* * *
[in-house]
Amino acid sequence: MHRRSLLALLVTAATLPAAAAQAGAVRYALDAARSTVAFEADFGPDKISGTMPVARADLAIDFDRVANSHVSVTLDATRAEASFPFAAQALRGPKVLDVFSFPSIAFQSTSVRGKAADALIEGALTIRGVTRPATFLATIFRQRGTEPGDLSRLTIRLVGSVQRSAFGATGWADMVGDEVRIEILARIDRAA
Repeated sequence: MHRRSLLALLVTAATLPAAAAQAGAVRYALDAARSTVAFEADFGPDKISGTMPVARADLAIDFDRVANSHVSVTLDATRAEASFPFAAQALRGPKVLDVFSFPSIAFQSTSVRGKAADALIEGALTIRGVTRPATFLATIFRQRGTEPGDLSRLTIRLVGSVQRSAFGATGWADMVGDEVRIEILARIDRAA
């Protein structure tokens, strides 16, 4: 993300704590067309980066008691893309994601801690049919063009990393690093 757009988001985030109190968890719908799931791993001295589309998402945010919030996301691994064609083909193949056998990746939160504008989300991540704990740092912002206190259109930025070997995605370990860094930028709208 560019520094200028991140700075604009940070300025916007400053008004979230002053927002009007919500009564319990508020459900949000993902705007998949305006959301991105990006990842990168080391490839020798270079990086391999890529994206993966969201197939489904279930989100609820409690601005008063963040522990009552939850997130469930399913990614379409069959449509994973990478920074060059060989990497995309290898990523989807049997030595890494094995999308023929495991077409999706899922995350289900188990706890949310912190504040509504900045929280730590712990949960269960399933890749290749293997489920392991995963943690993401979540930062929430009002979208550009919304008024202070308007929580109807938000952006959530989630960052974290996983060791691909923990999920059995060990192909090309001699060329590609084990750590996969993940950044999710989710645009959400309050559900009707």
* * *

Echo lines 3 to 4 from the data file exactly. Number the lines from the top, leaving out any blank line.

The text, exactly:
Repeated sequence: MHRRSLLALLVTAATLPAAAAQAGAVRYALDAARSTVAFEADFGPDKISGTMPVARADLAIDFDRVANSHVSVTLDATRAEASFPFAAQALRGPKVLDVFSFPSIAFQSTSVRGKAADALIEGALTIRGVTRPATFLATIFRQRGTEPGDLSRLTIRLVGSVQRSAFGATGWADMVGDEVRIEILARIDRAA
């Protein structure tokens, strides 16, 4: 993300704590067309980066008691893309994601801690049919063009990393690093 757009988001985030109190968890719908799931791993001295589309998402945010919030996301691994064609083909193949056998990746939160504008989300991540704990740092912002206190259109930025070997995605370990860094930028709208 560019520094200028991140700075604009940070300025916007400053008004979230002053927002009007919500009564319990508020459900949000993902705007998949305006959301991105990006990842990168080391490839020798270079990086391999890529994206993966969201197939489904279930989100609820409690601005008063963040522990009552939850997130469930399913990614379409069959449509994973990478920074060059060989990497995309290898990523989807049997030595890494094995999308023929495991077409999706899922995350289900188990706890949310912190504040509504900045929280730590712990949960269960399933890749290749293997489920392991995963943690993401979540930062929430009002979208550009919304008024202070308007929580109807938000952006959530989630960052974290996983060791691909923990999920059995060990192909090309001699060329590609084990750590996969993940950044999710989710645009959400309050559900009707």